The Synodal Path reform project wants to strengthen the role of women in Catholic worship services. After a long struggle, a paper to this effect was adopted by the Synodal Assembly in Frankfurt on Friday morning, with a majority of about 90 percent. The paper calls for a general permission that would allow qualified and commissioned women and men to preach at masses in Germany. Up to now, only ordained clergy have been allowed to do so.
The text originally contained demands that were even more far-reaching. It included the possibility of non-ordained persons being able to conduct baptisms and assist at Church weddings, but also the proposal to examine “lay confession” and the participation of laypeople in the anointing of the sick. Whether or not non-priests can be involved in the leadership of parishes will also be looked at.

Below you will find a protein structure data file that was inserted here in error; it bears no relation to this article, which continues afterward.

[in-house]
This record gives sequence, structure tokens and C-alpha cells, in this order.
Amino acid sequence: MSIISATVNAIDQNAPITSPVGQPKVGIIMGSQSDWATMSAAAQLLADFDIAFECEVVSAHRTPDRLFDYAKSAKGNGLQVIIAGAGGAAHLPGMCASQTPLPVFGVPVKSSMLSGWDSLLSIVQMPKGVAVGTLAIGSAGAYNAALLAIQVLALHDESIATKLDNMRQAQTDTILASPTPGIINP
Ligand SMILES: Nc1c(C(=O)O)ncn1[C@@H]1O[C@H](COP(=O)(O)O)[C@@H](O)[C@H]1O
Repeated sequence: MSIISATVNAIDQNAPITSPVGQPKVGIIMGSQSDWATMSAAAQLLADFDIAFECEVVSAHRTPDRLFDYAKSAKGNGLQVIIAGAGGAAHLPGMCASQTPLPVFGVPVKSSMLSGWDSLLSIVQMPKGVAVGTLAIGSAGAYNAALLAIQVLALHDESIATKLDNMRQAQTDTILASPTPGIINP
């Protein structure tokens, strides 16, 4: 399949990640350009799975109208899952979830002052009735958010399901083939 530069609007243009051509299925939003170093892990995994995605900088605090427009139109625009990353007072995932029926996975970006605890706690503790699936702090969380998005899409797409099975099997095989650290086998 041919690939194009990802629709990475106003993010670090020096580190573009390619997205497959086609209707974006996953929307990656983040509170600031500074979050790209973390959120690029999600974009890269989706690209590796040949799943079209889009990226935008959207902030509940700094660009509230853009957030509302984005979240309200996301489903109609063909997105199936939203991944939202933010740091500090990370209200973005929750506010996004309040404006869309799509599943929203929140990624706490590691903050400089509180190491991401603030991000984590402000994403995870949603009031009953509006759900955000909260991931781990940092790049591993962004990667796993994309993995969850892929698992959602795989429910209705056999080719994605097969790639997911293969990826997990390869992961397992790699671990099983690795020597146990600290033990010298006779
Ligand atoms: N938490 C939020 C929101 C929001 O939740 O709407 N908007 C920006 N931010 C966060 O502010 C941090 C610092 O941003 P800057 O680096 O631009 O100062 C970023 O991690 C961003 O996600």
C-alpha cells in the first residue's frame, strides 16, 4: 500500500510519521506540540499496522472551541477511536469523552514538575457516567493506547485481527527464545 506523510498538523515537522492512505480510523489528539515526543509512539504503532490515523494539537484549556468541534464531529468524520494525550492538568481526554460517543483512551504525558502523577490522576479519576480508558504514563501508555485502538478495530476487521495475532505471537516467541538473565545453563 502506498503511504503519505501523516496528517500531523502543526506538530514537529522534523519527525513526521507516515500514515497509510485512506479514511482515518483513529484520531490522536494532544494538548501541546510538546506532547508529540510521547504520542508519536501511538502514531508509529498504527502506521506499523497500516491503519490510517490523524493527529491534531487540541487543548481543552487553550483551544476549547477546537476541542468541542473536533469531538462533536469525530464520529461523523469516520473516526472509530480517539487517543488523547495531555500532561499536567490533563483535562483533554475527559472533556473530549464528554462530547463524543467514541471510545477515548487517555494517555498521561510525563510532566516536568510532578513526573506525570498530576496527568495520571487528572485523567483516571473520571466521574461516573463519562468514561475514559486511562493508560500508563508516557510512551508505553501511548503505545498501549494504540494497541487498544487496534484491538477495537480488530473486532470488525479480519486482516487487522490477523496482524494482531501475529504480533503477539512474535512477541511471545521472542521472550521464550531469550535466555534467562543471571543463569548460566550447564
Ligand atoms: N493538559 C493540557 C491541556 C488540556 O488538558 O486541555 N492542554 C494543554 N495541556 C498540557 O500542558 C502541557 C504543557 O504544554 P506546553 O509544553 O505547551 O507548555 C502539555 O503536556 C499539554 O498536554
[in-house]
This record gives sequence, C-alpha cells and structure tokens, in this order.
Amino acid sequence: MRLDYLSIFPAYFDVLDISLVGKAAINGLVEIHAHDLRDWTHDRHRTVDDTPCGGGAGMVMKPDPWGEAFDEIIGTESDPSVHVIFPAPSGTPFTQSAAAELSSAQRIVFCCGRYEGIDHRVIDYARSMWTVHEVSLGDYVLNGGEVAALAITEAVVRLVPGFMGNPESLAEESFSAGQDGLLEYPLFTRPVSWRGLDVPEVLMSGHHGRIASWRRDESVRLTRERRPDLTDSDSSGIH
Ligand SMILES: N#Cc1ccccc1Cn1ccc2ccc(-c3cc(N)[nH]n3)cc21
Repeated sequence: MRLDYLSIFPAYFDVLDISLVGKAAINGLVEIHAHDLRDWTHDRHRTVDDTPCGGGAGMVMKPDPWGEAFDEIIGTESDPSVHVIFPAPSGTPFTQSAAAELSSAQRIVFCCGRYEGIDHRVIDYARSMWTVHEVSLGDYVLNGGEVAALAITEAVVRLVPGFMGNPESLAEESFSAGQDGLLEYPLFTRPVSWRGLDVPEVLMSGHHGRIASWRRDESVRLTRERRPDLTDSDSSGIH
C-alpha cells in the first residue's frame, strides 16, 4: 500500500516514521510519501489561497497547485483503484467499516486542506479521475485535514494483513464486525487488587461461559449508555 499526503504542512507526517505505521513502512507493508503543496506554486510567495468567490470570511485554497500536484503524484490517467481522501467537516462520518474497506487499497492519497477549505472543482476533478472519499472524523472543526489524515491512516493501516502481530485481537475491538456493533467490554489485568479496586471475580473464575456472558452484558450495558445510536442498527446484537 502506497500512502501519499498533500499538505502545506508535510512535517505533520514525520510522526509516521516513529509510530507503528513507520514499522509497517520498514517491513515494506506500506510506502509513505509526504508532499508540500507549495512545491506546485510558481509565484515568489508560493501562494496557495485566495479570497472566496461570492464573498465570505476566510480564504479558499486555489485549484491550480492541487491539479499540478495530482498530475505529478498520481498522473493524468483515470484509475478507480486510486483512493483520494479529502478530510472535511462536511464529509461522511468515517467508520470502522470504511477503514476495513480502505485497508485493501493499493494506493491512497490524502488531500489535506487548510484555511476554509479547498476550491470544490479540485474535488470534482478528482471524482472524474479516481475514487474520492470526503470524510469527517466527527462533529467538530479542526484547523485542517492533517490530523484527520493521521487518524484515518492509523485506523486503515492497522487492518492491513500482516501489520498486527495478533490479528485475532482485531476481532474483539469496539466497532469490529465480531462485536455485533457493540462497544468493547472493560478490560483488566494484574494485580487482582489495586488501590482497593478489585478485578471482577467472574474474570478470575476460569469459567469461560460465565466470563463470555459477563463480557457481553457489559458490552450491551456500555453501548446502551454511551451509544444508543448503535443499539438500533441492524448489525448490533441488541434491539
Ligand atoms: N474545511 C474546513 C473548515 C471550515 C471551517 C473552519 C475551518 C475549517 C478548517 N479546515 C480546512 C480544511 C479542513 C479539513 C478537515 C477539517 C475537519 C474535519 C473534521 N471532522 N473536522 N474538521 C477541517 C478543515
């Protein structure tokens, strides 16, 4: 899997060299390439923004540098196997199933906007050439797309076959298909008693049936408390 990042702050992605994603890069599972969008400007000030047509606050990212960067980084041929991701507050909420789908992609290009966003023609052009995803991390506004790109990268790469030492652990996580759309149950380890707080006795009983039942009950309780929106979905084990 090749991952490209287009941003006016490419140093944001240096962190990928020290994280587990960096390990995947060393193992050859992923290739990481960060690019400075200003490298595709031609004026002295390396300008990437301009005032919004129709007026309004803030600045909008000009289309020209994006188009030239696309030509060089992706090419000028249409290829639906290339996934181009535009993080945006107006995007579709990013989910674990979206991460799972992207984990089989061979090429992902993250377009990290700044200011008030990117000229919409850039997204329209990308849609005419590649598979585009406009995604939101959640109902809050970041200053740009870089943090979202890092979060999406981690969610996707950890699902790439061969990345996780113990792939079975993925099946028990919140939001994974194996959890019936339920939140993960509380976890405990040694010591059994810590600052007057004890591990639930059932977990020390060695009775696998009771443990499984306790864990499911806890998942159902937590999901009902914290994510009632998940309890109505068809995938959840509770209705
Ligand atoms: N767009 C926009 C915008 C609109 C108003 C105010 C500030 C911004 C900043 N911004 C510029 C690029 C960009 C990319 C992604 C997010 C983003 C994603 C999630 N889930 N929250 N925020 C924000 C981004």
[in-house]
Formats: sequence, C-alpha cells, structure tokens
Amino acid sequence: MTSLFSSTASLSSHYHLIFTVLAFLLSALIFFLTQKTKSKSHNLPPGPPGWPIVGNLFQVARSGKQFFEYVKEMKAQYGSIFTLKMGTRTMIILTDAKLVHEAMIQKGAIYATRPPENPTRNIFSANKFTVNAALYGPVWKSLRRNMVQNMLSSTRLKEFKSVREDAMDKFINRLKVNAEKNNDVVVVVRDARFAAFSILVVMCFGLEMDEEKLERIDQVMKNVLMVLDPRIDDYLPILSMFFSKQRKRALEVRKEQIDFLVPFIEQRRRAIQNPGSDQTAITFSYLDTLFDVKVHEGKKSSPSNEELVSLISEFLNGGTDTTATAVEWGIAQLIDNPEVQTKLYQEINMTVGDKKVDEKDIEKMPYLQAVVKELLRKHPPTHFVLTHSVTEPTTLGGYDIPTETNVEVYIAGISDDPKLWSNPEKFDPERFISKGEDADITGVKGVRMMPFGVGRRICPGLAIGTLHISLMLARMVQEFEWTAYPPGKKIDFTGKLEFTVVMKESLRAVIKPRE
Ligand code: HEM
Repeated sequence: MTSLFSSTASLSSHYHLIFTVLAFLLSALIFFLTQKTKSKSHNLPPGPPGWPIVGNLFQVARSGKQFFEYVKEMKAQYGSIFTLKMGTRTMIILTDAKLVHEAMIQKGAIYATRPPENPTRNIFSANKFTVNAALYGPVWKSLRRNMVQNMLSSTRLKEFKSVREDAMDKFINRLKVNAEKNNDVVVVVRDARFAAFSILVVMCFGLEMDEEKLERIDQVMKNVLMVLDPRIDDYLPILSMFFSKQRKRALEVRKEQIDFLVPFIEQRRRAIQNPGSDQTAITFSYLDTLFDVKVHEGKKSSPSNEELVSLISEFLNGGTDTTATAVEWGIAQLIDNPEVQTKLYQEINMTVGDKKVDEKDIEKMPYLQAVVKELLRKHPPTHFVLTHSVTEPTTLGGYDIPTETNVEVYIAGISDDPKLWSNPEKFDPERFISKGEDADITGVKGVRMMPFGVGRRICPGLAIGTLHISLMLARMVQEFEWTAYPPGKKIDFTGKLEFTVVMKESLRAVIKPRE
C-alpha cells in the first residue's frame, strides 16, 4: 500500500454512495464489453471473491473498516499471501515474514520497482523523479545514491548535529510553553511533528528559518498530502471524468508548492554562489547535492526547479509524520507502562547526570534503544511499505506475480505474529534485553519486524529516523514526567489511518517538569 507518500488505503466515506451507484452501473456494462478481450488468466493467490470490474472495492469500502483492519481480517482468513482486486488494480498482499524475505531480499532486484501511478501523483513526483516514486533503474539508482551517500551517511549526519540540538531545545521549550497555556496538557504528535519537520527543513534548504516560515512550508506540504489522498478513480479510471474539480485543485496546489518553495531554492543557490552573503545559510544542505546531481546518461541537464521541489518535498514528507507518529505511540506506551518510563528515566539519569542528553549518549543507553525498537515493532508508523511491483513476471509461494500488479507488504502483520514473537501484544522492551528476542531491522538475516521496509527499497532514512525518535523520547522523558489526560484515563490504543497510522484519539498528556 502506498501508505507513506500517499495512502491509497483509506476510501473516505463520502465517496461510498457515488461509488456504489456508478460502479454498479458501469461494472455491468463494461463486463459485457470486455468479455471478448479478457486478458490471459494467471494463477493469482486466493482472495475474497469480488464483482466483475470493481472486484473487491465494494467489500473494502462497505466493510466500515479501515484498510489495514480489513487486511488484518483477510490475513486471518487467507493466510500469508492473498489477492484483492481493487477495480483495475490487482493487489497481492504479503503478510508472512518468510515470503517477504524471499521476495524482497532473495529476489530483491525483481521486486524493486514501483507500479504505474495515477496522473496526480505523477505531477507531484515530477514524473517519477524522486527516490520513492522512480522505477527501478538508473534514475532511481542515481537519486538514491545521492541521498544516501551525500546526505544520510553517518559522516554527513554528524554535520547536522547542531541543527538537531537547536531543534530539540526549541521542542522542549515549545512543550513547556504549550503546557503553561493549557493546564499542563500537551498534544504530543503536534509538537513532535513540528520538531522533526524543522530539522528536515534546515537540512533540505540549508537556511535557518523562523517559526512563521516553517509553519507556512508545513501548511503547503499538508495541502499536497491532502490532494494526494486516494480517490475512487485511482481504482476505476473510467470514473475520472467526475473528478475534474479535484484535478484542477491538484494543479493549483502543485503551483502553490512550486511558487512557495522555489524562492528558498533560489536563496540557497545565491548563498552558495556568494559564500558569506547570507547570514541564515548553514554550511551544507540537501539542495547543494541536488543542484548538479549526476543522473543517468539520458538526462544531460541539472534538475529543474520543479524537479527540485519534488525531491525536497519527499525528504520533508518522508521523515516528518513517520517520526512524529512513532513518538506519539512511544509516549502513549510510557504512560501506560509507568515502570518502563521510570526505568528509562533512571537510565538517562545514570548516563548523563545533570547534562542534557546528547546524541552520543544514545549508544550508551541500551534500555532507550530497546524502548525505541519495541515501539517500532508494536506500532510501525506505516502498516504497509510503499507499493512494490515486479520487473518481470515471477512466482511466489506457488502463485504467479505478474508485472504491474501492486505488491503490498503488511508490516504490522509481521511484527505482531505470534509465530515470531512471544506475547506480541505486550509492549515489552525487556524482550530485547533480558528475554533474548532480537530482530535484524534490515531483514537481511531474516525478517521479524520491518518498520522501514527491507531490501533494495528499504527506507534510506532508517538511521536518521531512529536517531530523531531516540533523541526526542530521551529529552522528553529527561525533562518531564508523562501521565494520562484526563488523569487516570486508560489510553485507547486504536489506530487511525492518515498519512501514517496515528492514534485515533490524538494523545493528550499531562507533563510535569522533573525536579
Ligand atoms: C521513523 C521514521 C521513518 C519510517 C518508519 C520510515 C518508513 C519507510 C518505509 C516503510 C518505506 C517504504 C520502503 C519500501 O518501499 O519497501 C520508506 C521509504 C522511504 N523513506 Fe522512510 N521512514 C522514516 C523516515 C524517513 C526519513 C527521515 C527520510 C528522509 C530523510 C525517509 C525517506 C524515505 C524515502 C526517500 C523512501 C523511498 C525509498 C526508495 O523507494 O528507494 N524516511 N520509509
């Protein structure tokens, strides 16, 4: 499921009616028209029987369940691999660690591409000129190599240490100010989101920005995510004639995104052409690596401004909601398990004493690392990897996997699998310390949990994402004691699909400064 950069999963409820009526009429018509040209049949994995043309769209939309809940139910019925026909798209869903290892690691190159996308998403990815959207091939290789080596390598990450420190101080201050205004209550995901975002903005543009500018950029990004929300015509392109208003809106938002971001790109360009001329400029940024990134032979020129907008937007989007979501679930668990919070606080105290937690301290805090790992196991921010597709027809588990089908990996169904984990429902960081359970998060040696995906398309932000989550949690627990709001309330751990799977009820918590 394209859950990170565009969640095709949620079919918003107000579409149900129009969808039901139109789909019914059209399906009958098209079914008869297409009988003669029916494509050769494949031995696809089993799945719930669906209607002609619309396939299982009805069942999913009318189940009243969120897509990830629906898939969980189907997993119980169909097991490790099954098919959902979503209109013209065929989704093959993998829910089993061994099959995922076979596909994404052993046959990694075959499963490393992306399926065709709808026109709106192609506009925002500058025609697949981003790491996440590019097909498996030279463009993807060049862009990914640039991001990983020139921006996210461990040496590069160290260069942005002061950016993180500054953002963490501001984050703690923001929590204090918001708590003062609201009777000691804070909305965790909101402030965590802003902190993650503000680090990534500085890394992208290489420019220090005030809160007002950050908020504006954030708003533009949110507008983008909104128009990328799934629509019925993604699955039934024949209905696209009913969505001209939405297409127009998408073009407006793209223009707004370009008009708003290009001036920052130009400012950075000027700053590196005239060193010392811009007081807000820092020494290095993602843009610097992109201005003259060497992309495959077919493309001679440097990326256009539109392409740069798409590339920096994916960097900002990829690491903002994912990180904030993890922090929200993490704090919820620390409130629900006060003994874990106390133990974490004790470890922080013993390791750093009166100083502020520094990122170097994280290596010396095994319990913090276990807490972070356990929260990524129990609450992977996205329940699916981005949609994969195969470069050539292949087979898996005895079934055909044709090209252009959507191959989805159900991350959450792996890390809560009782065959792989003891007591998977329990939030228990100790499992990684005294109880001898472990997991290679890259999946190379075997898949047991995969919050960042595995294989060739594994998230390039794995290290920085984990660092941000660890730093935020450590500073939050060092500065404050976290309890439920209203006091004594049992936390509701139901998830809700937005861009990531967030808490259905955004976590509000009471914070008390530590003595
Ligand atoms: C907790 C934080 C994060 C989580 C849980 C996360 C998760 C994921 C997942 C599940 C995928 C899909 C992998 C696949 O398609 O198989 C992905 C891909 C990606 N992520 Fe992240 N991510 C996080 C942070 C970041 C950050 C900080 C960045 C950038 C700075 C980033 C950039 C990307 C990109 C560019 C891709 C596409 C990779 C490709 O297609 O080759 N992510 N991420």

At the request of Auxiliary Bishop Matthaeus Karrer (Stuttgart), these questions will now be discussed in a further consultation process in which religious orders and lay associations will also participate.
In the course of a lively debate, bishops expressed different views on the question of what role laypeople should have in administering sacraments. While some, such as Bishop Michael Gerber of Fulda, advocated new roles for laypeople, others, such as Auxiliary Bishop Ansgar Puff of Cologne, expressed concern that this would establish a kind of “sacraments in a light version”.
Bishop Bertram Meier of Augsburg said he did not want clerics to be pushed aside “in order to then actually ask the question: Why do we still need ordained people?” Katharina Ganz, a Franciscan sister, replied that it was not clerics who were being pushed aside, but women who were repeatedly excluded from Church life.
The question of opening up the priesthood to women in the Catholic Church is not explicitly addressed in the text.
*Originally reported by KNA Germany.